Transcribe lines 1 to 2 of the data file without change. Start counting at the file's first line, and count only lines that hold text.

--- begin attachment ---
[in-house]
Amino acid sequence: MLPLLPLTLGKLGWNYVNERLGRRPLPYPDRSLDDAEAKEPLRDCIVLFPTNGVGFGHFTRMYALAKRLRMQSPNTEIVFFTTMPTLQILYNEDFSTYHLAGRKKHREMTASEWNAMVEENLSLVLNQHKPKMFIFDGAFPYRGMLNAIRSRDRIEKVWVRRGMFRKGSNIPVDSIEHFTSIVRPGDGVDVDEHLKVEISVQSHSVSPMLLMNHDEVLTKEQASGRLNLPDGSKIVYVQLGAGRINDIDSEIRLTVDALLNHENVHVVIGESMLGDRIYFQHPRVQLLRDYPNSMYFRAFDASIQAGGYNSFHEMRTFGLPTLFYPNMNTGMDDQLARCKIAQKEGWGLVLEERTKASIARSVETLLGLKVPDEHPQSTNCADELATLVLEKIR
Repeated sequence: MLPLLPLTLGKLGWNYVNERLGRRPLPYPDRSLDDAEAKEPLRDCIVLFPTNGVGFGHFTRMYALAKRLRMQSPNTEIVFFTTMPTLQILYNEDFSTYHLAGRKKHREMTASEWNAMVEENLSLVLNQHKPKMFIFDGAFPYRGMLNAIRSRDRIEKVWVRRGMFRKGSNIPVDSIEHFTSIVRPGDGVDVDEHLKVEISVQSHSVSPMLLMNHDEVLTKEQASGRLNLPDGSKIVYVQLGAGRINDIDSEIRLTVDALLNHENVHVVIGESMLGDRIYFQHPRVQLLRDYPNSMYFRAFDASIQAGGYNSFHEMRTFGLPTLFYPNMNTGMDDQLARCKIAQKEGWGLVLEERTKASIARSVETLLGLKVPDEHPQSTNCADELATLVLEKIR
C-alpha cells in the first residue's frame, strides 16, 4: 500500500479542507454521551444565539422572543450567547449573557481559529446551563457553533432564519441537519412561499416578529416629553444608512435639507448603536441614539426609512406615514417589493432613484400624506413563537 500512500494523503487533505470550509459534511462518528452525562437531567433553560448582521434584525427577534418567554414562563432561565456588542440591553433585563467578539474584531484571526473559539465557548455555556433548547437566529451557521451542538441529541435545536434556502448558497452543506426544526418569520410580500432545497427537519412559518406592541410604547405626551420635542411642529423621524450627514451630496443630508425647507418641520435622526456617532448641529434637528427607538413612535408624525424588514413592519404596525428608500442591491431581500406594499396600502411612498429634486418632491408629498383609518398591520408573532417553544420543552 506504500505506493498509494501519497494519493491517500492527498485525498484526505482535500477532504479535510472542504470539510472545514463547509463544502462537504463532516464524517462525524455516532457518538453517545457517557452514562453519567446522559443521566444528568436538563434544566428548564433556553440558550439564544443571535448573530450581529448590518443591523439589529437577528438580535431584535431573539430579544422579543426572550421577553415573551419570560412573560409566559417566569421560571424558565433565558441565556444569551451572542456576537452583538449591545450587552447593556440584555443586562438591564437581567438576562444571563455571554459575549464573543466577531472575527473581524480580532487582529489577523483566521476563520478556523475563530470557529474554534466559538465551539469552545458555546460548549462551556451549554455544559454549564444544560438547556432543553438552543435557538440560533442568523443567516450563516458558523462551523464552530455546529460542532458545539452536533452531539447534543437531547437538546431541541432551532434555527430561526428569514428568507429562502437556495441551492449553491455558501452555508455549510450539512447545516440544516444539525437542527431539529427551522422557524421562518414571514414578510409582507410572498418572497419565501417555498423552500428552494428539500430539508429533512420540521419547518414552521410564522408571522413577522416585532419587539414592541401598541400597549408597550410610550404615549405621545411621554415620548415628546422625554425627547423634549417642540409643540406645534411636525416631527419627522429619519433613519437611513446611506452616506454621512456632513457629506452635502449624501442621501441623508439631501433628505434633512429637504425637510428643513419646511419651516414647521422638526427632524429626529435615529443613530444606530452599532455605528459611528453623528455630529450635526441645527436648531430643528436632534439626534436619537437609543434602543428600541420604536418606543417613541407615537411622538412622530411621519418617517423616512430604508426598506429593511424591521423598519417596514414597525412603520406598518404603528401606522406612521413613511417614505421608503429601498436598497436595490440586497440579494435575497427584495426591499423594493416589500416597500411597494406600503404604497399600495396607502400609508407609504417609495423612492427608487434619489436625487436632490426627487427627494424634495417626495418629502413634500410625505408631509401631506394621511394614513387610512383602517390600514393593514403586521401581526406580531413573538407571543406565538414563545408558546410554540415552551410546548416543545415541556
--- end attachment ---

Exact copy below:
[in-house]
Amino acid sequence: MLPLLPLTLGKLGWNYVNERLGRRPLPYPDRSLDDAEAKEPLRDCIVLFPTNGVGFGHFTRMYALAKRLRMQSPNTEIVFFTTMPTLQILYNEDFSTYHLAGRKKHREMTASEWNAMVEENLSLVLNQHKPKMFIFDGAFPYRGMLNAIRSRDRIEKVWVRRGMFRKGSNIPVDSIEHFTSIVRPGDGVDVDEHLKVEISVQSHSVSPMLLMNHDEVLTKEQASGRLNLPDGSKIVYVQLGAGRINDIDSEIRLTVDALLNHENVHVVIGESMLGDRIYFQHPRVQLLRDYPNSMYFRAFDASIQAGGYNSFHEMRTFGLPTLFYPNMNTGMDDQLARCKIAQKEGWGLVLEERTKASIARSVETLLGLKVPDEHPQSTNCADELATLVLEKIR